54. Vernal Falls, Yosemite Valley, California 5.9.2024B.jpg

Vernal Falls, Merced River Valley, Yosemite National Park, California

A once-lofty conifer, the tree trunk shown in the foreground of this photograph, had most of its canopy snapped off a century ago. Photographers Carleton Watkins and Ansel Adams photographed the falls in 1861 and 1948, respectively, when the enormous tree was still alive. Long since bare of needles, it stands erect in death, overlooking Vernal Falls like an ancient sentinel.

Though named Vernal Falls in 1851, it was originally called Yan-o-pah – or "little cloud" in the language of the Ahwahnechee. These people inhabited Yosemite Valley for several millennia, nestled within three-thousand-foot canyons on the western front of California's Sierra Nevada Range. Vernal Falls and, upstream, Nevada Falls comprise the steepest stretch of the Merced River. Glaciers excavated loose, fractured rock a million years ago, clearing it down to its hardened granite bedrock.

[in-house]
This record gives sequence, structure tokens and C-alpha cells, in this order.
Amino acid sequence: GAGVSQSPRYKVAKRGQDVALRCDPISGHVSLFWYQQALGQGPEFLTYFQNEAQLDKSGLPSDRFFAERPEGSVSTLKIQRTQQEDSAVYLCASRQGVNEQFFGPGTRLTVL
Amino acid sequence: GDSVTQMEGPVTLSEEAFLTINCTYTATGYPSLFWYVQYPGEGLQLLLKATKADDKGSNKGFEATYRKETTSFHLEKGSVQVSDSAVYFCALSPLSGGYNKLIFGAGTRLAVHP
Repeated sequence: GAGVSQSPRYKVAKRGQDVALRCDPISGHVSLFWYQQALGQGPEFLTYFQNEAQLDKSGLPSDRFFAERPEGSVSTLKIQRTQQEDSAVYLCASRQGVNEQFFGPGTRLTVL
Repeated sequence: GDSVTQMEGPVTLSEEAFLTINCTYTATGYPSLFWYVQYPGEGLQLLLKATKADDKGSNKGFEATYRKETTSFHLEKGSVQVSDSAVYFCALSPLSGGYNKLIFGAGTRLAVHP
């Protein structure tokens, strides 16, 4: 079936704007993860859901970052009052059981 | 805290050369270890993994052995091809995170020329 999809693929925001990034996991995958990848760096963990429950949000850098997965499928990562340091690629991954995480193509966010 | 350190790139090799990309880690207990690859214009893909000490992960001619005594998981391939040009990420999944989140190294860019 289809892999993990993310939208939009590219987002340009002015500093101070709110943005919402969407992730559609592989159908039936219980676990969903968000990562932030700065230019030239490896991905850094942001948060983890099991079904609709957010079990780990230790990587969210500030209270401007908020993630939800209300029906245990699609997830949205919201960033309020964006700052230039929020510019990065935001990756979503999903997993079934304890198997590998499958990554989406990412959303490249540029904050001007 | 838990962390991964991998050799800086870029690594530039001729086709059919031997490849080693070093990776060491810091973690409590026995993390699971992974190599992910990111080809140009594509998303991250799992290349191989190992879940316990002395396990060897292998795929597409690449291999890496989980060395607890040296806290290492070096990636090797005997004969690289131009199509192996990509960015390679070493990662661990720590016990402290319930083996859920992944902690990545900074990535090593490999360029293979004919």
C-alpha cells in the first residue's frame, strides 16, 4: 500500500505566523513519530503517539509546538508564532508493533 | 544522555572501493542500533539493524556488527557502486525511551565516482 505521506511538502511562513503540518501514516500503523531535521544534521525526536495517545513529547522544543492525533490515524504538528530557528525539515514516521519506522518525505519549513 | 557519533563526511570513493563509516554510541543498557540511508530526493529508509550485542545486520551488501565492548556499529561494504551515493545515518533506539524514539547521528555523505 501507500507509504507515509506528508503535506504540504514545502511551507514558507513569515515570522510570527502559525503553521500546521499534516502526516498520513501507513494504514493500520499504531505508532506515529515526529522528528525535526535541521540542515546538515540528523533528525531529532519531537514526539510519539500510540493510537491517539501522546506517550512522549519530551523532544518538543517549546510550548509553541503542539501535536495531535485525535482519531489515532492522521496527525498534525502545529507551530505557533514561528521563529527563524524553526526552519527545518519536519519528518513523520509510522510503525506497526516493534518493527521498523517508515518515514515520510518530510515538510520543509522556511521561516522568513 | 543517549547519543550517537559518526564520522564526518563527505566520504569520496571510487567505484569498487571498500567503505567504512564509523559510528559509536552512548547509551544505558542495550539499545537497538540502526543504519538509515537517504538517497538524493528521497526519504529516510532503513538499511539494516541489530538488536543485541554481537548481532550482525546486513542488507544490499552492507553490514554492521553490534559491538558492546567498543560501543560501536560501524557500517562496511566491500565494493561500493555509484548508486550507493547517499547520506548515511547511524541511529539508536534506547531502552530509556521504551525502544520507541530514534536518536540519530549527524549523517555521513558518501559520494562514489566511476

In the mid-19th century, entrepreneurs carved hundreds of steps into the rock and charged a fee to hike from the valley floor to the top of Vernal Falls. Today, tourists no longer pay to climb The Mist Trail through the spray and rainbows generated by the thundering falls. Usually wide and roaring, the Merced River slowed to only a trickle during the season's extraordinarily low river flow, and Vernal Falls was almost silent. The plunging river's breadth typically veiled the entire background of this photograph. On this day, a dry spell revealed the usually hidden wall exquisitely painted with colorful streaks.

Location research and commentary by James Baker.